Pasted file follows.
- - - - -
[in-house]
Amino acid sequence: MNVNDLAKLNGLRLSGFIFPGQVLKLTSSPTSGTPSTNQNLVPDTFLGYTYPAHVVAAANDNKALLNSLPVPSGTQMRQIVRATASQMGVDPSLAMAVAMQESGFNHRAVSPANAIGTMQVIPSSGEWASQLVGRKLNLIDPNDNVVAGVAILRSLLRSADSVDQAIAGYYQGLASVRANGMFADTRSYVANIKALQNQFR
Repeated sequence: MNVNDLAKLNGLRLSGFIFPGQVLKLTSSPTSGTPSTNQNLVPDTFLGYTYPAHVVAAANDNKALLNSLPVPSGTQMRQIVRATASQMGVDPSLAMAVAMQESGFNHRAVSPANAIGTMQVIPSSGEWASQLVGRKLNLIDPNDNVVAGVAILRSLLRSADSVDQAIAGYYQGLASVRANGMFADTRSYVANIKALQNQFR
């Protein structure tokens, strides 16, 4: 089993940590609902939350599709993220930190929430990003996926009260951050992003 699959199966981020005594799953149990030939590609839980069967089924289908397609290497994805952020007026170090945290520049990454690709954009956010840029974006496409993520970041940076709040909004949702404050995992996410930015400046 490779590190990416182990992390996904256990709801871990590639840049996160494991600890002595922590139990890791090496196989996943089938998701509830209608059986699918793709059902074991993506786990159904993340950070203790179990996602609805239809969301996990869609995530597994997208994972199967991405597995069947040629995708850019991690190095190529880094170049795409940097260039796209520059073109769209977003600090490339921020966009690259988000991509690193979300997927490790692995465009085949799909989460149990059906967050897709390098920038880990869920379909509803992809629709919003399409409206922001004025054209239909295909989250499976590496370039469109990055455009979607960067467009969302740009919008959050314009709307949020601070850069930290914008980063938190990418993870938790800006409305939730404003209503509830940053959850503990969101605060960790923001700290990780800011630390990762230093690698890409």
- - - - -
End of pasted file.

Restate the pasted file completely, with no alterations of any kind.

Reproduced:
[in-house]
Amino acid sequence: MNVNDLAKLNGLRLSGFIFPGQVLKLTSSPTSGTPSTNQNLVPDTFLGYTYPAHVVAAANDNKALLNSLPVPSGTQMRQIVRATASQMGVDPSLAMAVAMQESGFNHRAVSPANAIGTMQVIPSSGEWASQLVGRKLNLIDPNDNVVAGVAILRSLLRSADSVDQAIAGYYQGLASVRANGMFADTRSYVANIKALQNQFR
Repeated sequence: MNVNDLAKLNGLRLSGFIFPGQVLKLTSSPTSGTPSTNQNLVPDTFLGYTYPAHVVAAANDNKALLNSLPVPSGTQMRQIVRATASQMGVDPSLAMAVAMQESGFNHRAVSPANAIGTMQVIPSSGEWASQLVGRKLNLIDPNDNVVAGVAILRSLLRSADSVDQAIAGYYQGLASVRANGMFADTRSYVANIKALQNQFR
């Protein structure tokens, strides 16, 4: 089993940590609902939350599709993220930190929430990003996926009260951050992003 699959199966981020005594799953149990030939590609839980069967089924289908397609290497994805952020007026170090945290520049990454690709954009956010840029974006496409993520970041940076709040909004949702404050995992996410930015400046 490779590190990416182990992390996904256990709801871990590639840049996160494991600890002595922590139990890791090496196989996943089938998701509830209608059986699918793709059902074991993506786990159904993340950070203790179990996602609805239809969301996990869609995530597994997208994972199967991405597995069947040629995708850019991690190095190529880094170049795409940097260039796209520059073109769209977003600090490339921020966009690259988000991509690193979300997927490790692995465009085949799909989460149990059906967050897709390098920038880990869920379909509803992809629709919003399409409206922001004025054209239909295909989250499976590496370039469109990055455009979607960067467009969302740009919008959050314009709307949020601070850069930290914008980063938190990418993870938790800006409305939730404003209503509830940053959850503990969101605060960790923001700290990780800011630390990762230093690698890409």